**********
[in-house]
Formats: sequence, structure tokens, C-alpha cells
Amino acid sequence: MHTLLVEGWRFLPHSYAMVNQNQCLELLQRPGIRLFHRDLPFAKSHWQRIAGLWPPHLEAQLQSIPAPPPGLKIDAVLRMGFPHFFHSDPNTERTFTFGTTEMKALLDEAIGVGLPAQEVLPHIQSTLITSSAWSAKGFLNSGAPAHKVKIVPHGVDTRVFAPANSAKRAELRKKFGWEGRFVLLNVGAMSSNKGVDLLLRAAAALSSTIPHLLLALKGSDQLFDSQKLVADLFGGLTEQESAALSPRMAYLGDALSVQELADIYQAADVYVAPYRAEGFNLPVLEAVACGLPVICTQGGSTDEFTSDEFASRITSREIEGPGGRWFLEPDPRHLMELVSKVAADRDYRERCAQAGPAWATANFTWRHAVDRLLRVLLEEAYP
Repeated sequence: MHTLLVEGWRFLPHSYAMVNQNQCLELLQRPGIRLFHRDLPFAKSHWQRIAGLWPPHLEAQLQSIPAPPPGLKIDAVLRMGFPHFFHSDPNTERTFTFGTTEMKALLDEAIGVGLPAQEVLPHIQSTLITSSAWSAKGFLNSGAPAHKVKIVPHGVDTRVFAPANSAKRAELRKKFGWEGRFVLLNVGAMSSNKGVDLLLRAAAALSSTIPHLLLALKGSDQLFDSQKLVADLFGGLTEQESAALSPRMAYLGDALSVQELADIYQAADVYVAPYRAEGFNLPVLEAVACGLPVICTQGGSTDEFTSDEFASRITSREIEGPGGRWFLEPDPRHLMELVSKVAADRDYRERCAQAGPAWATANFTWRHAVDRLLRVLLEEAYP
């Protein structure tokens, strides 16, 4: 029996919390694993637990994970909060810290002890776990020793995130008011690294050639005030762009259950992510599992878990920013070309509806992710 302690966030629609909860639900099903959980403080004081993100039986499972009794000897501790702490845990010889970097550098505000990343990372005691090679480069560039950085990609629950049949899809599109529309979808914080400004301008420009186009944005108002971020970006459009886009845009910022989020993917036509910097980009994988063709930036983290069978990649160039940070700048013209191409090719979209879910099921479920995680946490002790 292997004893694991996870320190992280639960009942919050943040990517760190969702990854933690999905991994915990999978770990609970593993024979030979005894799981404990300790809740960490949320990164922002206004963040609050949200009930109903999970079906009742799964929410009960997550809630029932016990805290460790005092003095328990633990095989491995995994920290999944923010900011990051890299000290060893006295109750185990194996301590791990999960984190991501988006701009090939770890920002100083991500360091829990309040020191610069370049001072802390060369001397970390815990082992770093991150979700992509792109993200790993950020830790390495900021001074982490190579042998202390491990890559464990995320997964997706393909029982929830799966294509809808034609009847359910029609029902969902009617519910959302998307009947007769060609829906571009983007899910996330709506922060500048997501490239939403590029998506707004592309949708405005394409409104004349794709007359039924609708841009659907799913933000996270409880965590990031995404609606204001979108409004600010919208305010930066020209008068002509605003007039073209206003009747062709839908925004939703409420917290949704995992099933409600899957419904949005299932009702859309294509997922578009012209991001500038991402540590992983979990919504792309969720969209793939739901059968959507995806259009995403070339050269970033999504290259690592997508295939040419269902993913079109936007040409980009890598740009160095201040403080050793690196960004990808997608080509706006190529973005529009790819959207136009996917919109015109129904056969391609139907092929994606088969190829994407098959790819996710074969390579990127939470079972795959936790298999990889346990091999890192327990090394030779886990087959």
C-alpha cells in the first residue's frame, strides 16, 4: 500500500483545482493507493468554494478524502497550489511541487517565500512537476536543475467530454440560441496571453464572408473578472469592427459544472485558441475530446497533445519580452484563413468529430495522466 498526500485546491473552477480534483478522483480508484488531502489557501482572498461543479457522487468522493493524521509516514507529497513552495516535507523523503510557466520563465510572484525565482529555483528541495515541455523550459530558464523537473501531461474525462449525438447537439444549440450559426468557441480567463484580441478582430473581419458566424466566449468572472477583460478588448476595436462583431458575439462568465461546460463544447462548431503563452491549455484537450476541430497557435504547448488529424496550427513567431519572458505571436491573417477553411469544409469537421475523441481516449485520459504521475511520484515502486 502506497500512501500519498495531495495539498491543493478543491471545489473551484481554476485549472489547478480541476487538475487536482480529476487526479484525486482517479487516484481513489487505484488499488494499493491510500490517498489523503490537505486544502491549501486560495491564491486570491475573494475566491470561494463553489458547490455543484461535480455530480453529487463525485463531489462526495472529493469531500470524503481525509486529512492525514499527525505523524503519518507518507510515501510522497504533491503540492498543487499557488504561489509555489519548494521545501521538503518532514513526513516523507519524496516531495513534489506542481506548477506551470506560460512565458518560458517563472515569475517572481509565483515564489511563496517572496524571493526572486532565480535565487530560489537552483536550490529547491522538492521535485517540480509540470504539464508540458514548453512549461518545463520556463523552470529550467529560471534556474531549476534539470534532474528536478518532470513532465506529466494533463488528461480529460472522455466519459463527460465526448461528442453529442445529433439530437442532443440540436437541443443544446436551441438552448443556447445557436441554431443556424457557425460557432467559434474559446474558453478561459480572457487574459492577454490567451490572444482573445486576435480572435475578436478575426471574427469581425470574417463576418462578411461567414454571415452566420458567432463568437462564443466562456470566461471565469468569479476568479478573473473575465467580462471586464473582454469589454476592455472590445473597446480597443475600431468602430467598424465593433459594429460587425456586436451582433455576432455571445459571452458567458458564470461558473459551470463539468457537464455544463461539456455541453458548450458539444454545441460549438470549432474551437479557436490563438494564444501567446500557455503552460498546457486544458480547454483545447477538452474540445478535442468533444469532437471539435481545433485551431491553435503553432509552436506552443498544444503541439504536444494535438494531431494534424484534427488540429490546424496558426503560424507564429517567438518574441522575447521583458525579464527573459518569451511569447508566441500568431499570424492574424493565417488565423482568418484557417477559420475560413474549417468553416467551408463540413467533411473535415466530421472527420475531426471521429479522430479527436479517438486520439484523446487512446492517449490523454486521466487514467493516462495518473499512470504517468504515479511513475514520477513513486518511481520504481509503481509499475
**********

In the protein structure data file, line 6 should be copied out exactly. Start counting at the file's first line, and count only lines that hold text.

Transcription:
C-alpha cells in the first residue's frame, strides 16, 4: 500500500483545482493507493468554494478524502497550489511541487517565500512537476536543475467530454440560441496571453464572408473578472469592427459544472485558441475530446497533445519580452484563413468529430495522466 498526500485546491473552477480534483478522483480508484488531502489557501482572498461543479457522487468522493493524521509516514507529497513552495516535507523523503510557466520563465510572484525565482529555483528541495515541455523550459530558464523537473501531461474525462449525438447537439444549440450559426468557441480567463484580441478582430473581419458566424466566449468572472477583460478588448476595436462583431458575439462568465461546460463544447462548431503563452491549455484537450476541430497557435504547448488529424496550427513567431519572458505571436491573417477553411469544409469537421475523441481516449485520459504521475511520484515502486 502506497500512501500519498495531495495539498491543493478543491471545489473551484481554476485549472489547478480541476487538475487536482480529476487526479484525486482517479487516484481513489487505484488499488494499493491510500490517498489523503490537505486544502491549501486560495491564491486570491475573494475566491470561494463553489458547490455543484461535480455530480453529487463525485463531489462526495472529493469531500470524503481525509486529512492525514499527525505523524503519518507518507510515501510522497504533491503540492498543487499557488504561489509555489519548494521545501521538503518532514513526513516523507519524496516531495513534489506542481506548477506551470506560460512565458518560458517563472515569475517572481509565483515564489511563496517572496524571493526572486532565480535565487530560489537552483536550490529547491522538492521535485517540480509540470504539464508540458514548453512549461518545463520556463523552470529550467529560471534556474531549476534539470534532474528536478518532470513532465506529466494533463488528461480529460472522455466519459463527460465526448461528442453529442445529433439530437442532443440540436437541443443544446436551441438552448443556447445557436441554431443556424457557425460557432467559434474559446474558453478561459480572457487574459492577454490567451490572444482573445486576435480572435475578436478575426471574427469581425470574417463576418462578411461567414454571415452566420458567432463568437462564443466562456470566461471565469468569479476568479478573473473575465467580462471586464473582454469589454476592455472590445473597446480597443475600431468602430467598424465593433459594429460587425456586436451582433455576432455571445459571452458567458458564470461558473459551470463539468457537464455544463461539456455541453458548450458539444454545441460549438470549432474551437479557436490563438494564444501567446500557455503552460498546457486544458480547454483545447477538452474540445478535442468533444469532437471539435481545433485551431491553435503553432509552436506552443498544444503541439504536444494535438494531431494534424484534427488540429490546424496558426503560424507564429517567438518574441522575447521583458525579464527573459518569451511569447508566441500568431499570424492574424493565417488565423482568418484557417477559420475560413474549417468553416467551408463540413467533411473535415466530421472527420475531426471521429479522430479527436479517438486520439484523446487512446492517449490523454486521466487514467493516462495518473499512470504517468504515479511513475514520477513513486518511481520504481509503481509499475